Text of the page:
Jack’s brought up to speed on why the FBI needs him. There’s a possible threat to the CIP firewall, which protects the nation’s infrastructure: air traffic control, power grids, water treatment, etc. As a MacGuffin it’s pretty interesting – it’s techy enough to be exotic but plausible enough to be a real threat. I have no problem believing that the U.S. would put all its eggs in one infrastructural basket.

“But why am I here?” Jack asks. Agent Renee shows him rather than tells him – a grainy surveillance photo of Tony Almeida! Convenient that they have one of him snarling. Jack expresses his doubts that Tony could actually be alive, but Agent Renee assures the audience Jack that we Jack never saw him actually die on screen in the building. “Did you see the clock count down without any beeps?” she asks. “Then no, he’s not dead.” Jack remains skeptical, since he was implicated in the assassination of President Palmer a scant three years ago thanks to similarly doctored images, but he goes along with it.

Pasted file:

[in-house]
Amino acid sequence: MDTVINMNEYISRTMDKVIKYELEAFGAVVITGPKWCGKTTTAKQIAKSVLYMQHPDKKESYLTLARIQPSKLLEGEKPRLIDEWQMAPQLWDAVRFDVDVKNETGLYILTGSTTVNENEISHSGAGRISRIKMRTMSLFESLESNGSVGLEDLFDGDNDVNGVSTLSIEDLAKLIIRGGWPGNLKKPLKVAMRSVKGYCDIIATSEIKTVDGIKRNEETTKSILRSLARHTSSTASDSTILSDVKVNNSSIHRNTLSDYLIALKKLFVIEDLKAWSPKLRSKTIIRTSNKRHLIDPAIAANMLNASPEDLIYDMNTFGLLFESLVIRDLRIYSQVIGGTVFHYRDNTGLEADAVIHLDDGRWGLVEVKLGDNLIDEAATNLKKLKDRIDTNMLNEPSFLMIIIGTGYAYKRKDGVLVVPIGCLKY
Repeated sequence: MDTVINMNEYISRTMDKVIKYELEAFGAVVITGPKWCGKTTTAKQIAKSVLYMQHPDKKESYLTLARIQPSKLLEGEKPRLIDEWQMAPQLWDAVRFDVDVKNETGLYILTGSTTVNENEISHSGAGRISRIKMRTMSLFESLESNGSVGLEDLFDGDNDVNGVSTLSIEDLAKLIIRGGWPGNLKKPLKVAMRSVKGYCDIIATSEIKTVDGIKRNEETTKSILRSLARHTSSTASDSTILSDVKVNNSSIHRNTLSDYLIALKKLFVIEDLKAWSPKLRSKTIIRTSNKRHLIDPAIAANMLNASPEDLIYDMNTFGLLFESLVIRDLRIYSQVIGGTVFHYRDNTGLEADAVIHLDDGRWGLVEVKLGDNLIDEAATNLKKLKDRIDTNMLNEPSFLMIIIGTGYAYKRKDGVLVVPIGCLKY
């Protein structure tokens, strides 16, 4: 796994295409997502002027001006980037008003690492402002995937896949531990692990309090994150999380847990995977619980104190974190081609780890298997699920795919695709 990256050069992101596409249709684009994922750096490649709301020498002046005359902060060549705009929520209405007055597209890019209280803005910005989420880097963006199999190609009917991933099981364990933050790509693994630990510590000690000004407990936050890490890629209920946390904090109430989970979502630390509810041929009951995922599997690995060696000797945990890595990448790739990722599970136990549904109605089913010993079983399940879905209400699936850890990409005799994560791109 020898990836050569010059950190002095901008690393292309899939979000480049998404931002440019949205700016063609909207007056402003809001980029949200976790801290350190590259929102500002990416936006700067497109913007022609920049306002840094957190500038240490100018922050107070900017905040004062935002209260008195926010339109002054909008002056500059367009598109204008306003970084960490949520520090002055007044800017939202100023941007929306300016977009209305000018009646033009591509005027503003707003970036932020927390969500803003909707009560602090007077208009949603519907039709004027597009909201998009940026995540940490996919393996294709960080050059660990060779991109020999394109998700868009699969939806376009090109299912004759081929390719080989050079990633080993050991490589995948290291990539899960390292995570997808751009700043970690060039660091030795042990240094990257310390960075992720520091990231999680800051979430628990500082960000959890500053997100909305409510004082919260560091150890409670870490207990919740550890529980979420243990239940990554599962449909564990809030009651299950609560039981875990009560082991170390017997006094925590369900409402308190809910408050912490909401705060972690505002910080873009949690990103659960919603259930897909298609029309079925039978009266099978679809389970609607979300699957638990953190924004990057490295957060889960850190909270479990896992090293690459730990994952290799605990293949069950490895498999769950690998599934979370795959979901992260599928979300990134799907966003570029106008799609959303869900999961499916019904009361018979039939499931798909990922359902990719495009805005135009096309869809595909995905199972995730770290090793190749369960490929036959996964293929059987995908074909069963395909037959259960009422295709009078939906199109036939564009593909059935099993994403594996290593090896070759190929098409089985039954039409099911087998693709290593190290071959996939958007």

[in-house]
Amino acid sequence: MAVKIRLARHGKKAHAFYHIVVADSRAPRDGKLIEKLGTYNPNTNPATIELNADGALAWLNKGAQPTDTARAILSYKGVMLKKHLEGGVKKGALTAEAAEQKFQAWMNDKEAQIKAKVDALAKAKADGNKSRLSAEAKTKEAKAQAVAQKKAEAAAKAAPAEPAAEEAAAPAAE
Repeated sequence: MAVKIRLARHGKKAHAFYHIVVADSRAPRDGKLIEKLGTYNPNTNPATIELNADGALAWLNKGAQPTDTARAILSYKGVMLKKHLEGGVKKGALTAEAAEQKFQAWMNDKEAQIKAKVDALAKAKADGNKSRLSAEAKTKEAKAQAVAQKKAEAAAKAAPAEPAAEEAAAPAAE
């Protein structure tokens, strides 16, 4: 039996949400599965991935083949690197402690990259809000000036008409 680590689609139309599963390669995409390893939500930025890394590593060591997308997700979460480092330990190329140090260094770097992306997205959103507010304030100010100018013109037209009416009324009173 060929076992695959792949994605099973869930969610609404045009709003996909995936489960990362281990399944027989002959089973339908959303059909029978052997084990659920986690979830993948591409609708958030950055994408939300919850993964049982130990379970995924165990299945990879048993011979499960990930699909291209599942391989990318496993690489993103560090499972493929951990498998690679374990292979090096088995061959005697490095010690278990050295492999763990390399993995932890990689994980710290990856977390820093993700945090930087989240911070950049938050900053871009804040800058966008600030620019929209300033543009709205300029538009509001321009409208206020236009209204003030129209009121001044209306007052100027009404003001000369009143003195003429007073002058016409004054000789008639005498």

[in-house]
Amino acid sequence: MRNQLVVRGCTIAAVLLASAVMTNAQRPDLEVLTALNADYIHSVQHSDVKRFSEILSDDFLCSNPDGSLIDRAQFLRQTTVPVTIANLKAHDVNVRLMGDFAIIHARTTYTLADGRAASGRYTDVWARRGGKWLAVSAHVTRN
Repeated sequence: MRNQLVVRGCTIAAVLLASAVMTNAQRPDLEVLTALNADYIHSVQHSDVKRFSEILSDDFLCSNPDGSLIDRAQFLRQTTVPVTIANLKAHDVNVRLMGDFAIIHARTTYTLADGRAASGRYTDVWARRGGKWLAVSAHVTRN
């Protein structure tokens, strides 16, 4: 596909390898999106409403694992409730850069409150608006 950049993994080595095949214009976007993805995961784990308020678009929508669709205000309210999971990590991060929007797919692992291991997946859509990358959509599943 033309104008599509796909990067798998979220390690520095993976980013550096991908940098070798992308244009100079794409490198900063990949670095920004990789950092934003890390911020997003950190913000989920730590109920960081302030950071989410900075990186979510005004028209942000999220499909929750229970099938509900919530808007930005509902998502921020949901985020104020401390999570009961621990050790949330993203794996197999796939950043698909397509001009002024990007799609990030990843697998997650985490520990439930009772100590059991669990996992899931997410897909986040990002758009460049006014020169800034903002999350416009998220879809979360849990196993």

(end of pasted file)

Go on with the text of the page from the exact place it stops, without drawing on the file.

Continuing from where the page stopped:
President Taylor – first an ur-Obama, now an ur-Hillary? – still hasn’t got over Sengala. She has got over her son being killed, though – which apparently happened off-camera? He was fine at the end of the mini-movie. She orders her Chief of Staff to convene the Joint Chiefs to embroil the U.S. in another overseas civil war.

Tony makes the FAA’s air-traffic control monitors – located in a windowless basement; they wonder why morale is low – to jump a bit. The controller immediately checks the logfiles and suspects the kernel. Do they do this every time the monitor jumps? Or only if the monitor jumps while the threat level is Orange?

President Taylor sits down with the Joint Chiefs, whose membership seems consistent between this season and last. That’s the same Commander who told President Palmer II that the Vickery could nuke Cafiristan at a moment’s notice. He’s on board with the President’s plan to roll through Sengala. Everyone is, in fact, except … Secretary Joe. Taylor dresses him down in front of the entire Cabinet, demanding he have a report ready when she walks back in the room. If Joe doesn’t have a report ready when she calls the meeting, how likely is he to have one in 10 minutes? Hell, it takes a while to walk to the printer.

The First Gentleman and some press bigshot debate American exceptionalism for all of 45 seconds. Then it’s back to the conspiracy theories! The FG seems just as lost at his son’s off-camera death as we are, and demands some answers. This is fair, of course. If my son committed suicide the first person I’d want to talk to is his girlfriend, although I wouldn’t be asking her about money. “Was leaving the toilet seat up really that big a deal, Samantha? Really?”